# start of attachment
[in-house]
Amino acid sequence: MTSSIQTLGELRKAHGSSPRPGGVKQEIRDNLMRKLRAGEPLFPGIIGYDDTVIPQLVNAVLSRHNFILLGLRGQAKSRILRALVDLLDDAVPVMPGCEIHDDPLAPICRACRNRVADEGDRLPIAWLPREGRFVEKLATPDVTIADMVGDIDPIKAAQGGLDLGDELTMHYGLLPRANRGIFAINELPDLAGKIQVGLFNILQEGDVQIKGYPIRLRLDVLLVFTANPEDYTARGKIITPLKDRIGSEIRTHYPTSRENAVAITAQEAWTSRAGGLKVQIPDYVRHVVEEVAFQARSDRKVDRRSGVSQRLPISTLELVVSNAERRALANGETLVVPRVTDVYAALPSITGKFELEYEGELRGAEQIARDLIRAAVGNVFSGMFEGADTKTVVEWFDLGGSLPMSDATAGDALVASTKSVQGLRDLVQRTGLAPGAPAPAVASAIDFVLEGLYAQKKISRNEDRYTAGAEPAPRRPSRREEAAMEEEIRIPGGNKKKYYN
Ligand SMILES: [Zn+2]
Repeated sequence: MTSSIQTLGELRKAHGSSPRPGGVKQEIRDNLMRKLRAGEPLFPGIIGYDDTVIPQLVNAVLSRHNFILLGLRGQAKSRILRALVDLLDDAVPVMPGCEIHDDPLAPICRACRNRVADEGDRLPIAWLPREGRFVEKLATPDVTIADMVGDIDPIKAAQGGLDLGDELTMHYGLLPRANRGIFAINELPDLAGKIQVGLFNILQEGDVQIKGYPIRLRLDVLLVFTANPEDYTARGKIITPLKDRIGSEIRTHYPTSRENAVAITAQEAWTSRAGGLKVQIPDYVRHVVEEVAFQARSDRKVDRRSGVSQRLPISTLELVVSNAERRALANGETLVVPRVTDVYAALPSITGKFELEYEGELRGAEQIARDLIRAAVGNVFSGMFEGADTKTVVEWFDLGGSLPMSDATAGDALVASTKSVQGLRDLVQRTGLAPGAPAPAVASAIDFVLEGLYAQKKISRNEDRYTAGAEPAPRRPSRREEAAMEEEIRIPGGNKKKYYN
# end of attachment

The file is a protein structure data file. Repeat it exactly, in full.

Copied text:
[in-house]
Amino acid sequence: MTSSIQTLGELRKAHGSSPRPGGVKQEIRDNLMRKLRAGEPLFPGIIGYDDTVIPQLVNAVLSRHNFILLGLRGQAKSRILRALVDLLDDAVPVMPGCEIHDDPLAPICRACRNRVADEGDRLPIAWLPREGRFVEKLATPDVTIADMVGDIDPIKAAQGGLDLGDELTMHYGLLPRANRGIFAINELPDLAGKIQVGLFNILQEGDVQIKGYPIRLRLDVLLVFTANPEDYTARGKIITPLKDRIGSEIRTHYPTSRENAVAITAQEAWTSRAGGLKVQIPDYVRHVVEEVAFQARSDRKVDRRSGVSQRLPISTLELVVSNAERRALANGETLVVPRVTDVYAALPSITGKFELEYEGELRGAEQIARDLIRAAVGNVFSGMFEGADTKTVVEWFDLGGSLPMSDATAGDALVASTKSVQGLRDLVQRTGLAPGAPAPAVASAIDFVLEGLYAQKKISRNEDRYTAGAEPAPRRPSRREEAAMEEEIRIPGGNKKKYYN
Ligand SMILES: [Zn+2]
Repeated sequence: MTSSIQTLGELRKAHGSSPRPGGVKQEIRDNLMRKLRAGEPLFPGIIGYDDTVIPQLVNAVLSRHNFILLGLRGQAKSRILRALVDLLDDAVPVMPGCEIHDDPLAPICRACRNRVADEGDRLPIAWLPREGRFVEKLATPDVTIADMVGDIDPIKAAQGGLDLGDELTMHYGLLPRANRGIFAINELPDLAGKIQVGLFNILQEGDVQIKGYPIRLRLDVLLVFTANPEDYTARGKIITPLKDRIGSEIRTHYPTSRENAVAITAQEAWTSRAGGLKVQIPDYVRHVVEEVAFQARSDRKVDRRSGVSQRLPISTLELVVSNAERRALANGETLVVPRVTDVYAALPSITGKFELEYEGELRGAEQIARDLIRAAVGNVFSGMFEGADTKTVVEWFDLGGSLPMSDATAGDALVASTKSVQGLRDLVQRTGLAPGAPAPAVASAIDFVLEGLYAQKKISRNEDRYTAGAEPAPRRPSRREEAAMEEEIRIPGGNKKKYYN